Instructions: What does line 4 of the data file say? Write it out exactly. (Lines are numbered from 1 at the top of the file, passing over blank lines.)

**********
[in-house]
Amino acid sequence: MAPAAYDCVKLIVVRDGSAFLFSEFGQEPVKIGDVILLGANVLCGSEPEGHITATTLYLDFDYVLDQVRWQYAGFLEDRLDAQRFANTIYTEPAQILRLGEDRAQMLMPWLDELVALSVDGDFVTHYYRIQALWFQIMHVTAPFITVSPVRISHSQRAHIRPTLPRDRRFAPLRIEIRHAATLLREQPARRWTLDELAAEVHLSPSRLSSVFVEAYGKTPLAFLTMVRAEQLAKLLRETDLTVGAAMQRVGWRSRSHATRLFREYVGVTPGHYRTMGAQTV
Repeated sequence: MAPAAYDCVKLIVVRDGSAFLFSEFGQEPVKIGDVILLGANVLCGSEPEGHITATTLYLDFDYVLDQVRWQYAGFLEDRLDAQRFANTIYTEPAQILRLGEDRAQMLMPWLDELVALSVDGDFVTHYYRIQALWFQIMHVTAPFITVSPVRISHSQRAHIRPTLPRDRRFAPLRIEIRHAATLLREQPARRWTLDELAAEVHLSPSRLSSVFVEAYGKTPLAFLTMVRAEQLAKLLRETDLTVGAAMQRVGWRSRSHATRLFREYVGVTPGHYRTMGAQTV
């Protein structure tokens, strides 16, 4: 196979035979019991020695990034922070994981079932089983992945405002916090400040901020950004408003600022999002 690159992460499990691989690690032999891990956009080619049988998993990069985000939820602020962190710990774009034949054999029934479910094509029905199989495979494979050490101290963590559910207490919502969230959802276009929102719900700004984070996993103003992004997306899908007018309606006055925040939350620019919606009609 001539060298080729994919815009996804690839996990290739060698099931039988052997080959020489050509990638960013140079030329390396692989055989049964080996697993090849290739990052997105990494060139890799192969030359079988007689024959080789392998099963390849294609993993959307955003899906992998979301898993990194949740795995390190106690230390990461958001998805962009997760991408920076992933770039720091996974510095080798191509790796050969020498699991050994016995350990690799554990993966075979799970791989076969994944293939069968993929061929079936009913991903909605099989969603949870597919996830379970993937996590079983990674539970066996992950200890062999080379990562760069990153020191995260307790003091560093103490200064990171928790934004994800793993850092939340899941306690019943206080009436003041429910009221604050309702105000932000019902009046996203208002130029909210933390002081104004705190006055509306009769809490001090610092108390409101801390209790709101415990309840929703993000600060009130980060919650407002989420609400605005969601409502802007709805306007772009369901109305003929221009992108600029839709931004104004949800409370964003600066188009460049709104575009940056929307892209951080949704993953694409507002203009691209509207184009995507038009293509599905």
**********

């Protein structure tokens, strides 16, 4: 196979035979019991020695990034922070994981079932089983992945405002916090400040901020950004408003600022999002 690159992460499990691989690690032999891990956009080619049988998993990069985000939820602020962190710990774009034949054999029934479910094509029905199989495979494979050490101290963590559910207490919502969230959802276009929102719900700004984070996993103003992004997306899908007018309606006055925040939350620019919606009609 001539060298080729994919815009996804690839996990290739060698099931039988052997080959020489050509990638960013140079030329390396692989055989049964080996697993090849290739990052997105990494060139890799192969030359079988007689024959080789392998099963390849294609993993959307955003899906992998979301898993990194949740795995390190106690230390990461958001998805962009997760991408920076992933770039720091996974510095080798191509790796050969020498699991050994016995350990690799554990993966075979799970791989076969994944293939069968993929061929079936009913991903909605099989969603949870597919996830379970993937996590079983990674539970066996992950200890062999080379990562760069990153020191995260307790003091560093103490200064990171928790934004994800793993850092939340899941306690019943206080009436003041429910009221604050309702105000932000019902009046996203208002130029909210933390002081104004705190006055509306009769809490001090610092108390409101801390209790709101415990309840929703993000600060009130980060919650407002989420609400605005969601409502802007709805306007772009369901109305003929221009992108600029839709931004104004949800409370964003600066188009460049709104575009940056929307892209951080949704993953694409507002203009691209509207184009995507038009293509599905």